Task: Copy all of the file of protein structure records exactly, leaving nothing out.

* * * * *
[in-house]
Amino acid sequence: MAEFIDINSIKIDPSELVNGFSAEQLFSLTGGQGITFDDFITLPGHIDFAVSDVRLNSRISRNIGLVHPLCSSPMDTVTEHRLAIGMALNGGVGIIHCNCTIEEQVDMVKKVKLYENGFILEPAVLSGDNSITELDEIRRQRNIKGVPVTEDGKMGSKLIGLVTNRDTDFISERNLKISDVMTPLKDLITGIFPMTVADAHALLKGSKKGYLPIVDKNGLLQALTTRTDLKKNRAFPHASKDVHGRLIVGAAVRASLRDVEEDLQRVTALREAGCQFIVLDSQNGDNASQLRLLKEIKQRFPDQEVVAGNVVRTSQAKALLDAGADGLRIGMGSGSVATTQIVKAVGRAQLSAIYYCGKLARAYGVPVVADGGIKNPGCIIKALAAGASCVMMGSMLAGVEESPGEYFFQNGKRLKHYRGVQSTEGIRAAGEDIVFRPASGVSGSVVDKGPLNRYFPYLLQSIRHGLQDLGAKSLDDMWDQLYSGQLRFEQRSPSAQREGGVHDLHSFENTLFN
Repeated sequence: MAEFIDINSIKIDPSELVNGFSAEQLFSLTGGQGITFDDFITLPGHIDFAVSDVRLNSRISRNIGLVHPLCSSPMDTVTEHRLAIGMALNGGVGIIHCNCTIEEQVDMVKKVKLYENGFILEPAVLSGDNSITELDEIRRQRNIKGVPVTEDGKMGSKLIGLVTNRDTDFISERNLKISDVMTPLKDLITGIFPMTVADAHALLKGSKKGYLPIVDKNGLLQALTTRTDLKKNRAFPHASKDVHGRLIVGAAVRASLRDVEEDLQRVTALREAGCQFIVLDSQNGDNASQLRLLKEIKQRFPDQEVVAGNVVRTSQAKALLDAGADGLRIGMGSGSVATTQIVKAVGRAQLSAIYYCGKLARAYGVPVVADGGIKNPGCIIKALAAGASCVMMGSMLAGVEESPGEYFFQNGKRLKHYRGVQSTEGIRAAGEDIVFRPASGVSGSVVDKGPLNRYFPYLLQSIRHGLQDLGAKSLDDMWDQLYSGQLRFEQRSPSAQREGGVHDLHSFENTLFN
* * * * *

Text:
[in-house]
Amino acid sequence: MAEFIDINSIKIDPSELVNGFSAEQLFSLTGGQGITFDDFITLPGHIDFAVSDVRLNSRISRNIGLVHPLCSSPMDTVTEHRLAIGMALNGGVGIIHCNCTIEEQVDMVKKVKLYENGFILEPAVLSGDNSITELDEIRRQRNIKGVPVTEDGKMGSKLIGLVTNRDTDFISERNLKISDVMTPLKDLITGIFPMTVADAHALLKGSKKGYLPIVDKNGLLQALTTRTDLKKNRAFPHASKDVHGRLIVGAAVRASLRDVEEDLQRVTALREAGCQFIVLDSQNGDNASQLRLLKEIKQRFPDQEVVAGNVVRTSQAKALLDAGADGLRIGMGSGSVATTQIVKAVGRAQLSAIYYCGKLARAYGVPVVADGGIKNPGCIIKALAAGASCVMMGSMLAGVEESPGEYFFQNGKRLKHYRGVQSTEGIRAAGEDIVFRPASGVSGSVVDKGPLNRYFPYLLQSIRHGLQDLGAKSLDDMWDQLYSGQLRFEQRSPSAQREGGVHDLHSFENTLFN
Repeated sequence: MAEFIDINSIKIDPSELVNGFSAEQLFSLTGGQGITFDDFITLPGHIDFAVSDVRLNSRISRNIGLVHPLCSSPMDTVTEHRLAIGMALNGGVGIIHCNCTIEEQVDMVKKVKLYENGFILEPAVLSGDNSITELDEIRRQRNIKGVPVTEDGKMGSKLIGLVTNRDTDFISERNLKISDVMTPLKDLITGIFPMTVADAHALLKGSKKGYLPIVDKNGLLQALTTRTDLKKNRAFPHASKDVHGRLIVGAAVRASLRDVEEDLQRVTALREAGCQFIVLDSQNGDNASQLRLLKEIKQRFPDQEVVAGNVVRTSQAKALLDAGADGLRIGMGSGSVATTQIVKAVGRAQLSAIYYCGKLARAYGVPVVADGGIKNPGCIIKALAAGASCVMMGSMLAGVEESPGEYFFQNGKRLKHYRGVQSTEGIRAAGEDIVFRPASGVSGSVVDKGPLNRYFPYLLQSIRHGLQDLGAKSLDDMWDQLYSGQLRFEQRSPSAQREGGVHDLHSFENTLFN